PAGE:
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Chapter 10. Preparing and Uploading cloud images with Image Builder

Image Builder can create custom system images ready for use in clouds of various providers. To use your customized RHEL system image in a cloud, create the system image with Image Builder using the respective output type, configure your system for uploading the image, and upload the image to your cloud account. From Red Hat Enterprise Linux 8.3, the ability to push customized image clouds through the Image Builder application in the RHEL web console is available for a subset of the service providers that we support, such as AWS and Azure clouds. See Pushing images to AWS Cloud AMI and Pushing VHD images to Azure cloud.

10.1. Preparing for uploading AWS AMI images

This describes steps to configure a system for uploading AWS AMI images.

Prerequisites

Procedure

  1. Install Python 3 and the pip tool:

    # yum install python3
    # yum install python3-pip
  2. Install the AWS command-line tools with pip:

    # pip3 install awscli
  3. Run the following command to set your profile. The terminal prompts you to provide your credentials, region and output format:

    $ aws configure
    AWS Access Key ID [None]:
    AWS Secret Access Key [None]:
    Default region name [None]:
    Default output format [None]:
  4. Define a name for your bucket and use the following command to create a bucket:

    $ BUCKET=bucketname
    $ aws s3 mb s3://$BUCKET

    Replace bucketname with the actual bucket name. It must be a globally unique name. As a result, your bucket is created.

  5. Then, to grant permission to access the S3 bucket, create a vmimport S3 Role in IAM, if you have not already done so in the past:

    $ printf '{ "Version": "2012-10-17", "Statement": [ { "Effect": "Allow", "Principal": { "Service": "vmie.amazonaws.com" }, "Action": "sts:AssumeRole", "Condition": { "StringEquals":{ "sts:Externalid": "vmimport" } } } ] }' > trust-policy.json
    $ printf '{ "Version":"2012-10-17", "Statement":[ { "Effect":"Allow", "Action":[ "s3:GetBucketLocation", "s3:GetObject", "s3:ListBucket" ], "Resource":[ "arn:aws:s3:::%s", "arn:aws:s3:::%s/*" ] }, { "Effect":"Allow", "Action":[ "ec2:ModifySnapshotAttribute", "ec2:CopySnapshot", "ec2:RegisterImage", "ec2:Describe*" ], "Resource":"*" } ] }' $BUCKET $BUCKET > role-policy.json
    $ aws iam create-role --role-name vmimport --assume-role-policy-document file://trust-policy.json
    $ aws iam put-role-policy --role-name vmimport --policy-name vmimport --policy-document file://role-policy.json

10.2. Uploading an AMI image to AWS in the CLI

You can use Image Builder to build .ami images and push them directly to Amazon AWS Cloud service provider using the CLI.

Prerequisites

  • You have an Access Key ID configured in the AWS IAM account manager.
  • You have a writable S3 bucket prepared.
  • You have a defined blueprint.

Procedure

  1. Using the text editor, create a configuration file with the following content:

    provider = "aws"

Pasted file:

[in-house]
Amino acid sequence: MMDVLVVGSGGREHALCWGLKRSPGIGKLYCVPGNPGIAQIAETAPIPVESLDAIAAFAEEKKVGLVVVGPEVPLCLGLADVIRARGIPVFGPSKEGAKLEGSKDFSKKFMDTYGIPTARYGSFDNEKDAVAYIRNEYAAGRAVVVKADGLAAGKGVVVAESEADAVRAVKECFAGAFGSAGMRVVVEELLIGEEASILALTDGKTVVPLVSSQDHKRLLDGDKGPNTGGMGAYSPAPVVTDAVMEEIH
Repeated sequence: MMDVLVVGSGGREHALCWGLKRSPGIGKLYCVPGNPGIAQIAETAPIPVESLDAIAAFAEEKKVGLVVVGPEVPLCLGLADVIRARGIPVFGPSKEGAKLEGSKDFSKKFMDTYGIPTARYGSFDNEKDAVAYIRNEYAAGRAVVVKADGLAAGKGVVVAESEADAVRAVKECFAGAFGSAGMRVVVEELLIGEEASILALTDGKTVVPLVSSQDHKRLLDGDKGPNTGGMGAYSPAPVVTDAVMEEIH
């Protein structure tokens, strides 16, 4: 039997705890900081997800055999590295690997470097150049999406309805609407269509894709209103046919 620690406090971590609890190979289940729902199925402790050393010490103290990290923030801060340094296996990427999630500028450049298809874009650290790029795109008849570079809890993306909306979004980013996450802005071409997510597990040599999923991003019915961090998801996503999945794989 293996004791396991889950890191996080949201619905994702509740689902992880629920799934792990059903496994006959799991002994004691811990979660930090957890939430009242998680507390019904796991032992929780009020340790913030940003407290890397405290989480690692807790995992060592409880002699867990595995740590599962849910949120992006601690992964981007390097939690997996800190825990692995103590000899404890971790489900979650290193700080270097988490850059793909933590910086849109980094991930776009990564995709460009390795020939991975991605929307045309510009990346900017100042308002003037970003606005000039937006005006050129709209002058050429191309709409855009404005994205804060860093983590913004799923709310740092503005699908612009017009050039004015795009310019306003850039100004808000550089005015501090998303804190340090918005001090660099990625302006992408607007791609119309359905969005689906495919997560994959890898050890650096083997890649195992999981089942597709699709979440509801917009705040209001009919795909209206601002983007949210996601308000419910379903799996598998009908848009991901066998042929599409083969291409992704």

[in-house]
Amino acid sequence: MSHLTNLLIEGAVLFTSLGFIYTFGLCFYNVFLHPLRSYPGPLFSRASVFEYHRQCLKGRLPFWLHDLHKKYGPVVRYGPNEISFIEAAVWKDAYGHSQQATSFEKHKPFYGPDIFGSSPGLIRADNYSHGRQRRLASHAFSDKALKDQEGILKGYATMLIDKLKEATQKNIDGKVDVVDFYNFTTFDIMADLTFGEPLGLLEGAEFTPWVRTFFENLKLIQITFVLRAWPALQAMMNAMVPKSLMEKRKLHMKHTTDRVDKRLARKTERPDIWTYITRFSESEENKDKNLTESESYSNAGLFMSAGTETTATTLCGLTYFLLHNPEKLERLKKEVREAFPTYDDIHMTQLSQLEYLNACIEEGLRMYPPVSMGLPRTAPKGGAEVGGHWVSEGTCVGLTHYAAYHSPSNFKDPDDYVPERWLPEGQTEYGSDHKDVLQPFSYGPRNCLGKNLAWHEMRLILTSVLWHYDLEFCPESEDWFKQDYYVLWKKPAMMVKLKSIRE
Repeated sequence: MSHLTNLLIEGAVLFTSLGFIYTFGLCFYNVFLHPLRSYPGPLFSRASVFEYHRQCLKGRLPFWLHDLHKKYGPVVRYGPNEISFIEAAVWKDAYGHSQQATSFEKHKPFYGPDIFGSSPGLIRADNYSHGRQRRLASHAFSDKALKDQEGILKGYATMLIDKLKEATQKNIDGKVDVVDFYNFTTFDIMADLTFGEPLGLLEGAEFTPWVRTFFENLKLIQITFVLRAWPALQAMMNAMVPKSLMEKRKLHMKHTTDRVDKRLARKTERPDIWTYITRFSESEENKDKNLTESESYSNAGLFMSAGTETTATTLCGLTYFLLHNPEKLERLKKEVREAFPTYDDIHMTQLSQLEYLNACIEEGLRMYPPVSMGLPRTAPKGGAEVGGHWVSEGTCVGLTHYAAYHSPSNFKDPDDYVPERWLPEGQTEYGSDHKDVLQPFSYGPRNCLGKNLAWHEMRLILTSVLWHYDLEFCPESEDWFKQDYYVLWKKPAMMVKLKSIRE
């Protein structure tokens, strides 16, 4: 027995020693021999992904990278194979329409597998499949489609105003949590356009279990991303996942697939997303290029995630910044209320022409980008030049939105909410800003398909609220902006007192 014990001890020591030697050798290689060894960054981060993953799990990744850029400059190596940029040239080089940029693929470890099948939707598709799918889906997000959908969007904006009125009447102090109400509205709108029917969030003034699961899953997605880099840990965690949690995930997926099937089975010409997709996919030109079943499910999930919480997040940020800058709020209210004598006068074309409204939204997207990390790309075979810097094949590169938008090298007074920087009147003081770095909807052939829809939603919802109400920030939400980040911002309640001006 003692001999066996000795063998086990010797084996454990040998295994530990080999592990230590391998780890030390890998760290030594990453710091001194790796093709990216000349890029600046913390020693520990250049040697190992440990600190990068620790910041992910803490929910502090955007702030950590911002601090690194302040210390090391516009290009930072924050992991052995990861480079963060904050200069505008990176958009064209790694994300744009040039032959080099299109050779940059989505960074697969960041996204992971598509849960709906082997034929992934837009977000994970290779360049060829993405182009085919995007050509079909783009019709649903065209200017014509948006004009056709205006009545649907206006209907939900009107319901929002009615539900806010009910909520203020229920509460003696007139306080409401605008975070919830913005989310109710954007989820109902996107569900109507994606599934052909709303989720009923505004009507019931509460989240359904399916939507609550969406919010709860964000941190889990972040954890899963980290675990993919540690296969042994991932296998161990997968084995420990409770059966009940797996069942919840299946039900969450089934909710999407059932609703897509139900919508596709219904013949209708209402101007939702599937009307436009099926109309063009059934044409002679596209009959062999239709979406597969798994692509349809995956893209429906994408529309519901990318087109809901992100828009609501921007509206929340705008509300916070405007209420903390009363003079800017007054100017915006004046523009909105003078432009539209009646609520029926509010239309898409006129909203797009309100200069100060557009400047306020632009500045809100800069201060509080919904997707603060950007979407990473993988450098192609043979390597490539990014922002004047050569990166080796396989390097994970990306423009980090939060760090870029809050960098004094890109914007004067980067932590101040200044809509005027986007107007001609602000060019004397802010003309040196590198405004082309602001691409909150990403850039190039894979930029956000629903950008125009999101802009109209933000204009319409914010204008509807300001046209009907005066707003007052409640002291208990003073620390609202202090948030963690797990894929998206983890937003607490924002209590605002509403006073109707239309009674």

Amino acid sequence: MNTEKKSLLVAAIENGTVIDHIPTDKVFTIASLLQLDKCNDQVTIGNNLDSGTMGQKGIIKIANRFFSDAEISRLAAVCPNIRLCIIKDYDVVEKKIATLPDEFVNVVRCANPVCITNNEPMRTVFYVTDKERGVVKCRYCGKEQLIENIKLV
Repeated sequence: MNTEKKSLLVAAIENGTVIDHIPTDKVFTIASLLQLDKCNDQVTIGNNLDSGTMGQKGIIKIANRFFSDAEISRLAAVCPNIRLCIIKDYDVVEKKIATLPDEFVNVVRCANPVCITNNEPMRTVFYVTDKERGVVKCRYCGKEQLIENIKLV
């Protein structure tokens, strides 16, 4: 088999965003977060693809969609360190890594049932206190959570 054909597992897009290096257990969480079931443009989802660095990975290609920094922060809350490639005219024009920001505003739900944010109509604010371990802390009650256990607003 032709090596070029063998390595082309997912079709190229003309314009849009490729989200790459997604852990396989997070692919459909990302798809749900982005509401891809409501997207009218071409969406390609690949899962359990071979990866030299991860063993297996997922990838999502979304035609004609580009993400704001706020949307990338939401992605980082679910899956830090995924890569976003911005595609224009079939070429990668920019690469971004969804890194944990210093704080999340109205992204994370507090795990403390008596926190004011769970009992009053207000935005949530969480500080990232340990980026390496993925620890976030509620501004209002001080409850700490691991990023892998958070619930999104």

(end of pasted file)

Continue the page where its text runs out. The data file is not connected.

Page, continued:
[settings]
    accessKeyID = "AWS_ACCESS_KEY_ID"
    secretAccessKey = "AWS_SECRET_ACCESS_KEY"
    bucket = "AWS_BUCKET"
    region = "AWS_REGION"
    key = "IMAGE_KEY"

    Replace values in the fields with your credentials for accessKeyID, secretAccessKey, bucket, region. The IMAGE_KEY value is the name of your VM Image to be uploaded to EC2.

  2. Save the file as CONFIGURATION-FILE.toml and close the text editor.
  3. Start the compose:

    # composer-cli compose start BLUEPRINT-NAME IMAGE-TYPE IMAGE_KEY CONFIGURATION-FILE.toml

    Replace:

    • BLUEPRINT-NAME with the name of the blueprint you created
    • IMAGE-TYPE with the ami image type.
    • IMAGE_KEY with the name of your VM Image to be uploaded to EC2.
    • CONFIGURATION-FILE.toml with the name of the configuration file of the cloud provider.

      Note

      You must have the correct IAM settings for the bucket you are going to send your customized image to. You have to set up a policy to your bucket before you are able to upload images to it.

  4. Check the status of the image build and upload it to AWS:

    # composer-cli compose status

    After the image upload process is complete, you can see the "FINISHED" status.

Verification

To confirm that the image upload was successful:

  1. Access EC2 on the menu and choose the correct region in the AWS console. The image must have the "available" status, to indicate that it was successfully uploaded.
  2. On the dashboard, select your image and click Launch.

10.3. Pushing images to AWS Cloud AMI

The ability to push the output image that you create to AWS Cloud AMI is available this time. This describes steps to push .ami images you create using Image Builder to Amazon AWS Cloud service provider.

Prerequisites

  • You must have root or wheel group user access to the system.
  • You have opened the Image Builder interface of the RHEL web console in a browser.
  • You must have an Access Key ID configured in the AWS IAM account manager.
  • You must have a writable S3 bucket prepared.

Procedure

  1. Click Create blueprint to create a blueprint. See Creating an Image Builder blueprint in the web console interface.
  2. Select the components and packages that you want as part of the image you are creating.
  3. Click Commit to commit the changes you made to the blueprint.

    A small pop-up on the superior right side informs you of the saving progress and then the result of the changes you commited.

  4. Click blueprint name link on the left banner.
  5. Select the tab Images.
  6. Click Create Image to create your customized image.

    A pop-up window opens.

    1. From the "Type" drop-down menu list, select the `"Amazon Machine Image Disk (.ami)"' image.